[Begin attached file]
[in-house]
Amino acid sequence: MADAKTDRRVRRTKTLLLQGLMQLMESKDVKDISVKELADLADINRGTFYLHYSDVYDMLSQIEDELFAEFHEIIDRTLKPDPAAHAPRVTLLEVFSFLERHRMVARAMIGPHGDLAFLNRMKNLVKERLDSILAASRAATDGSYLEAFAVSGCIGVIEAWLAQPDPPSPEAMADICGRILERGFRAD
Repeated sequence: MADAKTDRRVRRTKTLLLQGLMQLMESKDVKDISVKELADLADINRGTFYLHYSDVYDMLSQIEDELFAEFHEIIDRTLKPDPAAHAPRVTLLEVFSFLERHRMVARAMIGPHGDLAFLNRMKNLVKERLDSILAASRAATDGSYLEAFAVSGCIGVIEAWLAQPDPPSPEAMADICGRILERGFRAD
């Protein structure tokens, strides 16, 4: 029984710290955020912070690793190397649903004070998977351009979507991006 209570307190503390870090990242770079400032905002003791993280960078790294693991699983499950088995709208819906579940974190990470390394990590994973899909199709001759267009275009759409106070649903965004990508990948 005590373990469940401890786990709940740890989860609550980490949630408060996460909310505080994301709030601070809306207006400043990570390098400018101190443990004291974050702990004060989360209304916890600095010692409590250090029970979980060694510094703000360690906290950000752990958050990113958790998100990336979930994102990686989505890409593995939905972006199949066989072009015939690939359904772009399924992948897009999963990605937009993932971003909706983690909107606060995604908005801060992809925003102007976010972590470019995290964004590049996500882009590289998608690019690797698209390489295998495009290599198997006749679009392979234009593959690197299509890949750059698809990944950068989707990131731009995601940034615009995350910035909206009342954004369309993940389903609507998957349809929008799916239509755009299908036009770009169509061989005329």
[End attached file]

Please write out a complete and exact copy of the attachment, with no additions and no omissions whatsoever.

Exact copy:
[in-house]
Amino acid sequence: MADAKTDRRVRRTKTLLLQGLMQLMESKDVKDISVKELADLADINRGTFYLHYSDVYDMLSQIEDELFAEFHEIIDRTLKPDPAAHAPRVTLLEVFSFLERHRMVARAMIGPHGDLAFLNRMKNLVKERLDSILAASRAATDGSYLEAFAVSGCIGVIEAWLAQPDPPSPEAMADICGRILERGFRAD
Repeated sequence: MADAKTDRRVRRTKTLLLQGLMQLMESKDVKDISVKELADLADINRGTFYLHYSDVYDMLSQIEDELFAEFHEIIDRTLKPDPAAHAPRVTLLEVFSFLERHRMVARAMIGPHGDLAFLNRMKNLVKERLDSILAASRAATDGSYLEAFAVSGCIGVIEAWLAQPDPPSPEAMADICGRILERGFRAD
């Protein structure tokens, strides 16, 4: 029984710290955020912070690793190397649903004070998977351009979507991006 209570307190503390870090990242770079400032905002003791993280960078790294693991699983499950088995709208819906579940974190990470390394990590994973899909199709001759267009275009759409106070649903965004990508990948 005590373990469940401890786990709940740890989860609550980490949630408060996460909310505080994301709030601070809306207006400043990570390098400018101190443990004291974050702990004060989360209304916890600095010692409590250090029970979980060694510094703000360690906290950000752990958050990113958790998100990336979930994102990686989505890409593995939905972006199949066989072009015939690939359904772009399924992948897009999963990605937009993932971003909706983690909107606060995604908005801060992809925003102007976010972590470019995290964004590049996500882009590289998608690019690797698209390489295998495009290599198997006749679009392979234009593959690197299509890949750059698809990944950068989707990131731009995601940034615009995350910035909206009342954004369309993940389903609507998957349809929008799916239509755009299908036009770009169509061989005329």